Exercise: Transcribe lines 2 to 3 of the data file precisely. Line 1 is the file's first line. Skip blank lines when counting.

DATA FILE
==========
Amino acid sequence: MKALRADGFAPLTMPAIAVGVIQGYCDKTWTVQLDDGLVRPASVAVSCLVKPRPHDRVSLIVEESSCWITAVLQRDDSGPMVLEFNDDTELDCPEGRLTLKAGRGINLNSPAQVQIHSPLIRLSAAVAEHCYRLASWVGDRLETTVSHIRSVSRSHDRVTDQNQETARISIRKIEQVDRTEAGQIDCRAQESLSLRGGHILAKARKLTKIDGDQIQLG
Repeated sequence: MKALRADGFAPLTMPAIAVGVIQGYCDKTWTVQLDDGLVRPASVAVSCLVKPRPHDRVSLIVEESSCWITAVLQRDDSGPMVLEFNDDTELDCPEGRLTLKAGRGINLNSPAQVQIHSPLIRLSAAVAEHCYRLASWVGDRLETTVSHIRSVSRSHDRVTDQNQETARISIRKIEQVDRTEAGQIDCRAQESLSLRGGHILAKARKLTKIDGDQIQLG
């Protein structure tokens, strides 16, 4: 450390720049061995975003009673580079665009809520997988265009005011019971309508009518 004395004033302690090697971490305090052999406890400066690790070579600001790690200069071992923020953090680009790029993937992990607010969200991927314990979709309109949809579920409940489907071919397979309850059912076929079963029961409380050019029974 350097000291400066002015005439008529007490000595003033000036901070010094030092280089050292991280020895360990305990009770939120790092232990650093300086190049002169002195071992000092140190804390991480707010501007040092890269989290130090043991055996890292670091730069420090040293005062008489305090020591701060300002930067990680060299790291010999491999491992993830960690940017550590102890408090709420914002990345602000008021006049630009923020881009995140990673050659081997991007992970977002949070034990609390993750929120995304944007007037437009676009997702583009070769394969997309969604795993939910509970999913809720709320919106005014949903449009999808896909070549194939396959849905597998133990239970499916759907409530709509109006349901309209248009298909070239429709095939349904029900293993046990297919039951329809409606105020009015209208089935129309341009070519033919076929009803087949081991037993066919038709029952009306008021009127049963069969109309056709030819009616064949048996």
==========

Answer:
Repeated sequence: MKALRADGFAPLTMPAIAVGVIQGYCDKTWTVQLDDGLVRPASVAVSCLVKPRPHDRVSLIVEESSCWITAVLQRDDSGPMVLEFNDDTELDCPEGRLTLKAGRGINLNSPAQVQIHSPLIRLSAAVAEHCYRLASWVGDRLETTVSHIRSVSRSHDRVTDQNQETARISIRKIEQVDRTEAGQIDCRAQESLSLRGGHILAKARKLTKIDGDQIQLG
């Protein structure tokens, strides 16, 4: 450390720049061995975003009673580079665009809520997988265009005011019971309508009518 004395004033302690090697971490305090052999406890400066690790070579600001790690200069071992923020953090680009790029993937992990607010969200991927314990979709309109949809579920409940489907071919397979309850059912076929079963029961409380050019029974 350097000291400066002015005439008529007490000595003033000036901070010094030092280089050292991280020895360990305990009770939120790092232990650093300086190049002169002195071992000092140190804390991480707010501007040092890269989290130090043991055996890292670091730069420090040293005062008489305090020591701060300002930067990680060299790291010999491999491992993830960690940017550590102890408090709420914002990345602000008021006049630009923020881009995140990673050659081997991007992970977002949070034990609390993750929120995304944007007037437009676009997702583009070769394969997309969604795993939910509970999913809720709320919106005014949903449009999808896909070549194939396959849905597998133990239970499916759907409530709509109006349901309209248009298909070239429709095939349904029900293993046990297919039951329809409606105020009015209208089935129309341009070519033919076929009803087949081991037993066919038709029952009306008021009127049963069969109309056709030819009616064949048996």